That's odd... They removed the Exarch sidebar. Well, I copied that page for myself, so I still have it.

The tone and feel one remains, though -- at least, for the moment.

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ShadezofDis
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Posted - 28 Feb 2008 :  19:51:22  Show Profile  Visit ShadezofDis's Homepage  Send ShadezofDis an AOL message Send ShadezofDis a Private Message  Reply with Quote
quote:
Originally posted by Wooly Rupert
That was never the intent of Nobanion; if it was, there would also be wolf, hawk, and tiger gods in the Realms -- because those critters also have a coolness factor that finds its way into a lot of fantasy. Nobanion was more about the nobility of beasts, while Malar (who isn't anti-nature; I'm not sure where that perception came from) embodies the merciless, savage aspect of nature. They are, essentially, flip sides of the same coin.


The anti-nature aspect is my opinion, based on the Jewel of Turmish novel, where an undead servant of Malar is trying to turn Turmish into a wasteland. It's also partially due to his feud with other nature gods and that he seems more like Yeenoghu than a nature deity. His hatred of elves also sticks in my maw, I could easily see wild elves worshiping the hunter. But that's just my opinion on what I've read about him.

Thanks for Ed's comments on Nobanion, though they are a bit sparse, especially since I haven't read Lewis in . . . I don't even know how long. But I don't really like Ed's vision of him. I mean, if he was an ascendant human then I can dig it, though that causes some problems for me since he's a patron of Wemics, not much though and it could be easily explained in his history.... I guess I'm getting a bit far afield here. ;)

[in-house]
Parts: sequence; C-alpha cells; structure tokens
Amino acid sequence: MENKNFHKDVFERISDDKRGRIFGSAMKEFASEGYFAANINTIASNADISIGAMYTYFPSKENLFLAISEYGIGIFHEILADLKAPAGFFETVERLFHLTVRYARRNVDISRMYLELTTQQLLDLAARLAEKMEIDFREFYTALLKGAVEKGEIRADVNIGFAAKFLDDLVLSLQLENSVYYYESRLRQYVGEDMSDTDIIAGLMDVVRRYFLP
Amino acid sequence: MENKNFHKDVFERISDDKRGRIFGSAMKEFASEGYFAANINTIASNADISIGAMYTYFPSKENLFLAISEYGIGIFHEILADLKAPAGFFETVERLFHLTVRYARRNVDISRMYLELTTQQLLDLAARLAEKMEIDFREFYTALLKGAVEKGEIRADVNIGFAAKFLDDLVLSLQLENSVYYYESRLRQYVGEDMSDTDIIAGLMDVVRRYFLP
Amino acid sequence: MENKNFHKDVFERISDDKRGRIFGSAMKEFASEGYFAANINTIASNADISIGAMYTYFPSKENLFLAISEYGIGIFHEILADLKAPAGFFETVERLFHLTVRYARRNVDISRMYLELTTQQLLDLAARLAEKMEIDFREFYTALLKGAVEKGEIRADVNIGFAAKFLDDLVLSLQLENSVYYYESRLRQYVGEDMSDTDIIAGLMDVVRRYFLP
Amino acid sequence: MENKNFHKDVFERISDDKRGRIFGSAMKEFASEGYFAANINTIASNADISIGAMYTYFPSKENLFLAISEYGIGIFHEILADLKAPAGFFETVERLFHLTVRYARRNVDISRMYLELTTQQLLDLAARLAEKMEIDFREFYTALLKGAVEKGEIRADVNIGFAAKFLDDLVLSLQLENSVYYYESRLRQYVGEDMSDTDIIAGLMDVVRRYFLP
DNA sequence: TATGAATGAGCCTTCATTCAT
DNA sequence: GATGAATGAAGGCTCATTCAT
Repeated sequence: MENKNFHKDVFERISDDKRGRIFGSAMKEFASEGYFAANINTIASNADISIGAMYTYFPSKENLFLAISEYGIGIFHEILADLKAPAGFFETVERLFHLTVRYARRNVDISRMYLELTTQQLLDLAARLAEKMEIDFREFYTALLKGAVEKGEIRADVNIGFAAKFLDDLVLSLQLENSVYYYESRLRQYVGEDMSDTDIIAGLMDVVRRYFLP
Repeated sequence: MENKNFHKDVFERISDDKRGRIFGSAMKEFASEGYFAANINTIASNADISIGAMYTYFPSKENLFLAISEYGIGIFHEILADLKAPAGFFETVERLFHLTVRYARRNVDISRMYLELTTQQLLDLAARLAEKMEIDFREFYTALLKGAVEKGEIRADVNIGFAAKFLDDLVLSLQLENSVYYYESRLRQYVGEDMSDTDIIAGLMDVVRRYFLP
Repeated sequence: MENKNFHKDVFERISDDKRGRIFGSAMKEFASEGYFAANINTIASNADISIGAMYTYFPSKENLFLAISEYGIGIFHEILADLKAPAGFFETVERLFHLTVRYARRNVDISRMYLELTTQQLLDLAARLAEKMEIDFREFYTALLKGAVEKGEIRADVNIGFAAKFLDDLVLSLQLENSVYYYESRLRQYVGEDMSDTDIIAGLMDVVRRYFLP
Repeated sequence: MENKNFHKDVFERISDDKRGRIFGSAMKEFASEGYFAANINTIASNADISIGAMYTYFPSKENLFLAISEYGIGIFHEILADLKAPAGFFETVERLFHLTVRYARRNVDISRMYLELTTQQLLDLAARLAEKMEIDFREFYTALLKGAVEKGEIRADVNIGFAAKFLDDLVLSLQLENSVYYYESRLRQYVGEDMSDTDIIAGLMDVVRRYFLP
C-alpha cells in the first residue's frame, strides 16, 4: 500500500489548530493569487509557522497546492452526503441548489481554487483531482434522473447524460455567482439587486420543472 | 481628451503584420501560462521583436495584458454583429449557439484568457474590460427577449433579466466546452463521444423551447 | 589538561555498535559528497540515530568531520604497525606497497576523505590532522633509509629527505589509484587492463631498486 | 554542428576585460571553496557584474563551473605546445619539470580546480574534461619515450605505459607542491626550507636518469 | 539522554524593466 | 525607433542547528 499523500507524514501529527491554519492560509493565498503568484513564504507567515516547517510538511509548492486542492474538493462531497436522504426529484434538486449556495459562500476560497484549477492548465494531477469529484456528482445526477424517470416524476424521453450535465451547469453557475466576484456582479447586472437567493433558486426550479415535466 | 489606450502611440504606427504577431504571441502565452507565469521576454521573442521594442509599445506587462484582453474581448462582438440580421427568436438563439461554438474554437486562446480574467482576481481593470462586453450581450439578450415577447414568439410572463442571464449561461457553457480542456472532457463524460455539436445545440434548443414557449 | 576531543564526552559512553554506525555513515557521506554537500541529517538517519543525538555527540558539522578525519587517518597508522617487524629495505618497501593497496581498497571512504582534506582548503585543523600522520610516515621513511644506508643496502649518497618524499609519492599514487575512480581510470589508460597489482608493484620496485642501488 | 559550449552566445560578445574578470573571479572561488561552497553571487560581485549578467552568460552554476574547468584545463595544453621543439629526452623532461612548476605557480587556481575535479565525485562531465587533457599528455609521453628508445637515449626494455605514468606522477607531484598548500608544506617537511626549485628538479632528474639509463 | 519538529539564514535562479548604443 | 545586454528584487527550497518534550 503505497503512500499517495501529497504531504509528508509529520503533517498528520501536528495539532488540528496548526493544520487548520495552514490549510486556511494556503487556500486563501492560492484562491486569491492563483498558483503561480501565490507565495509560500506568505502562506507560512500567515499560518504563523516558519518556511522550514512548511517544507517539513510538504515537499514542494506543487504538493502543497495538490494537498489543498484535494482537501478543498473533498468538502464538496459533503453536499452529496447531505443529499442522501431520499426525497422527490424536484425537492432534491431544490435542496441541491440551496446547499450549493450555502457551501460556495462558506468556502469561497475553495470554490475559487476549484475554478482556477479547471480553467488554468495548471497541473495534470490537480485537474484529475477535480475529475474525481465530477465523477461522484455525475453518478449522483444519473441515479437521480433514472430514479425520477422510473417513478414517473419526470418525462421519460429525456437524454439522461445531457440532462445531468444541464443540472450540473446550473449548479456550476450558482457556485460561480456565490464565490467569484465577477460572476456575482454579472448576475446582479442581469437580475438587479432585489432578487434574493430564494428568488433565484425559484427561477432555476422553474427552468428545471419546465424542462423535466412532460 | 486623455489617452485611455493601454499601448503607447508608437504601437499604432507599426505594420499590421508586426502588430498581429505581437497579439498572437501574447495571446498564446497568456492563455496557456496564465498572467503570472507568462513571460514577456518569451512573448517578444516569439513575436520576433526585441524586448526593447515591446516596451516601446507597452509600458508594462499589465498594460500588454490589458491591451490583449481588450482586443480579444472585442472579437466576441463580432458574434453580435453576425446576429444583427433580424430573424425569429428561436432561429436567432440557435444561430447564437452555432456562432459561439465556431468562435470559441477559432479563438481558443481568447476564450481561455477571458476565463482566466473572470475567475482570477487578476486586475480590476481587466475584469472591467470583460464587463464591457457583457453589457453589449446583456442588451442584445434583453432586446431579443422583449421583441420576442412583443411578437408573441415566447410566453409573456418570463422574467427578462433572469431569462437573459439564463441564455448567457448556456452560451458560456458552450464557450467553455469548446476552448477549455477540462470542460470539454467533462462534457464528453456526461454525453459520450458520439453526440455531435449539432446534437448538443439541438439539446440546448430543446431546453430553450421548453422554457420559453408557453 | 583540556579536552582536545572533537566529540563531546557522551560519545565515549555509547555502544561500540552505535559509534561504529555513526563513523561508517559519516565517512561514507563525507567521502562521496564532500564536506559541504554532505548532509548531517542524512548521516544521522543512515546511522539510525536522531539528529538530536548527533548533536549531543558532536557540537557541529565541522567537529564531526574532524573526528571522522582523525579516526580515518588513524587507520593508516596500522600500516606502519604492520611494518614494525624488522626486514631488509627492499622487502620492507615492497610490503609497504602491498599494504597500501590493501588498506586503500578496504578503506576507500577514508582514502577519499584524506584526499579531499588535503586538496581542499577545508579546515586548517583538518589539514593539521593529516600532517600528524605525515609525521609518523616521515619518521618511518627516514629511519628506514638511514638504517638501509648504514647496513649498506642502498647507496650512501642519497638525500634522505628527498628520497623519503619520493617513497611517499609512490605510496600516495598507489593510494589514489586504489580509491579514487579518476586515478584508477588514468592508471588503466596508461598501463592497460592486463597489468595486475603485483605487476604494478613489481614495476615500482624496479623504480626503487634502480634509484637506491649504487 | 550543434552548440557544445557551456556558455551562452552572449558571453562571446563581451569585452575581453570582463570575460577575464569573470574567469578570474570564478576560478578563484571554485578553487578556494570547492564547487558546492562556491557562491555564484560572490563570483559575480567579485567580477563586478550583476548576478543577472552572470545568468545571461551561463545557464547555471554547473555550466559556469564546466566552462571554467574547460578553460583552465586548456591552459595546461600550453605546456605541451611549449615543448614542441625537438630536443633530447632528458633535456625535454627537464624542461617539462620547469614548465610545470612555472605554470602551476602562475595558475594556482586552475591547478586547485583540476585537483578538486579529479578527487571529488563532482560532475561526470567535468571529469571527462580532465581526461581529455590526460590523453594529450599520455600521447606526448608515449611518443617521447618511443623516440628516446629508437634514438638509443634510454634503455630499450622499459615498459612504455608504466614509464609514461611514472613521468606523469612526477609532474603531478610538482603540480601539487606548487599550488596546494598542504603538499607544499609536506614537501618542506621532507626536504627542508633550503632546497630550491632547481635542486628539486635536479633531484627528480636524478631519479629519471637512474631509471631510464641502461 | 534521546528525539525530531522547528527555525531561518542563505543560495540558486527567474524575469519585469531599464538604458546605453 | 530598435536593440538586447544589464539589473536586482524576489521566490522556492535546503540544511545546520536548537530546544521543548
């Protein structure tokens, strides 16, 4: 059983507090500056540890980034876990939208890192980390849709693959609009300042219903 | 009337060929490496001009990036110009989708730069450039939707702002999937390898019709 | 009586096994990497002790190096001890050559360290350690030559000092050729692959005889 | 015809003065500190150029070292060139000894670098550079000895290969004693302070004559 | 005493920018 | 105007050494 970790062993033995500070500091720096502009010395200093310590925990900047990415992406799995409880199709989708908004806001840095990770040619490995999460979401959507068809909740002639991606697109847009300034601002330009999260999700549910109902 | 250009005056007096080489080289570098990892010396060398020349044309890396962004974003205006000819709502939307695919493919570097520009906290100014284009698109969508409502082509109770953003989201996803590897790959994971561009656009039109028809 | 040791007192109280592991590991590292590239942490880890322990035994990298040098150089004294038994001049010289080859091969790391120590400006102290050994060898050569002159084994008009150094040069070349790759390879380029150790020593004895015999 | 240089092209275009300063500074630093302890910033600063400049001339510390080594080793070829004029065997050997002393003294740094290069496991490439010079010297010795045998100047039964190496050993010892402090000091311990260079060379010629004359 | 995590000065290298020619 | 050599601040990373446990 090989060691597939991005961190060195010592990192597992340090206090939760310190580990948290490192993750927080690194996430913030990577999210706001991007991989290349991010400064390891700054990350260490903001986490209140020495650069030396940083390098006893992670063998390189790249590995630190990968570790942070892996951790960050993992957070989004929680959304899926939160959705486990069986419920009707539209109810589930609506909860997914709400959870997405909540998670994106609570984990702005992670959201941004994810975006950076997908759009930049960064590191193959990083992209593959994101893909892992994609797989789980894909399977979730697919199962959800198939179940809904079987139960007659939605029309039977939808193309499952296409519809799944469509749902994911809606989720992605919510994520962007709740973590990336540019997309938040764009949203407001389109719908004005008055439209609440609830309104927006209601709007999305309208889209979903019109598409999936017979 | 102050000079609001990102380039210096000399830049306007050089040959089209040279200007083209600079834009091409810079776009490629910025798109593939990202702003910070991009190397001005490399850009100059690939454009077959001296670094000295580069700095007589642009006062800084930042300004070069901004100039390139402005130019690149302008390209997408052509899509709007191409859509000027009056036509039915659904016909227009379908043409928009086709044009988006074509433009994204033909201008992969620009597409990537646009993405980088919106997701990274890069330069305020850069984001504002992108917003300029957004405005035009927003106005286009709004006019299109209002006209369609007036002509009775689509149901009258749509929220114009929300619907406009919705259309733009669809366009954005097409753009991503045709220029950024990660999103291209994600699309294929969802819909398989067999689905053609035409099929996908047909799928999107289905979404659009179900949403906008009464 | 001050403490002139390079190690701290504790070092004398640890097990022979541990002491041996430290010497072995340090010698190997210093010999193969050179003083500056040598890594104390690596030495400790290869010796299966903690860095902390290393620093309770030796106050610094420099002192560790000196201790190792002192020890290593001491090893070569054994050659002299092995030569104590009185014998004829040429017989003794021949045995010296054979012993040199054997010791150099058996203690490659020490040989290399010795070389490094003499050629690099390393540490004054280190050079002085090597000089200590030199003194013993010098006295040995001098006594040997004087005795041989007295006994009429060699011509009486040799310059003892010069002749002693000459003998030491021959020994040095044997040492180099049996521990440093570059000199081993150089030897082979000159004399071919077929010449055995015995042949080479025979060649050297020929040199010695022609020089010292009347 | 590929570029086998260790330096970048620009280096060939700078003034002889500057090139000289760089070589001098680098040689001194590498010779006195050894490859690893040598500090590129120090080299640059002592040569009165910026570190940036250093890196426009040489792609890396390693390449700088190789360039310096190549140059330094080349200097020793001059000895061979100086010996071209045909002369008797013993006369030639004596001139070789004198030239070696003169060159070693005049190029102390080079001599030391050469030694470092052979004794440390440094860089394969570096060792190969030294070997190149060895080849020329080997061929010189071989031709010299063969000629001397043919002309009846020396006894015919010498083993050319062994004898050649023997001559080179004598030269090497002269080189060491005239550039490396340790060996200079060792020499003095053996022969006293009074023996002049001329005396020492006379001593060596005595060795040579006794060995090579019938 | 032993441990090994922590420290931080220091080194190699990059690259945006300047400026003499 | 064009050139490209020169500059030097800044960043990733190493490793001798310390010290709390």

The tone and feel one is back for me, I swear it was gone for a bit, so I'm gonna read that and...

Well. . . yeah . . . that'd make it a bit more difficult to try and envision the economic flow of the Realms and that'd just break my heart. So. . . I dunno. . . I guess it's cool that things will be "striking" or something...


quote:
Originally posted by ShadezofDis

Oh, and the whole . . . well. .. umm. . . looks like some of the sidebars are gone. I was gonna comment on the "tone and feel" one but I guess I'll keep that to myself. ;)



That's odd... They removed the Exarch sidebar. Well, I copied that page for myself, so I still have it.

The tone and feel one remains, though -- at least, for the moment.

Edited by - ShadezofDis on 28 Feb 2008 19:51:48
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Stonwulfe
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Posted - 28 Feb 2008 :  20:50:55  Show Profile  Visit Stonwulfe's Homepage Send Stonwulfe a Private Message  Reply with Quote
Craig takes a long, slow breath. He imagines himself standing outside in an ice fog, at about -45 Farenheit, and watching the heat of his breath turn to snow. For a moment, the imagined sound of burch trees exploding as their sap freezes makes him smile. Then, he tries to imagine this cold extreme cooling the heat radiating away from his forehead and the throbbing vein there exposed.

Before I respond, I would like to repost a sidebar from the aforementioned article. This sidebar created the greatest sense of frustration for me, and therefore I would like to dispense with this first. I have colour-coded the key words which I wish to touch on so that I do not run tangential. I will then follow with my lesser observations.

quote:
The 4th Edition Realms are shifting away from a "Renaissance" feel to a more contemporary higher fantasy environment. If you can imagine playing D&D in a world that looks like the cover of a Yes album, you're getting close. Yeah, I needed to Google it, too. For visuals, go visit www.rogerdean.com.

High fantasy doesn't mean that the Realms are turning into a magical steampunk setting. Eberron already has elemental-powered airships and trains, and that is not the direction set for the Realms. Instead, the landscape itself shall be spectacular, indescribable, striking, and magical.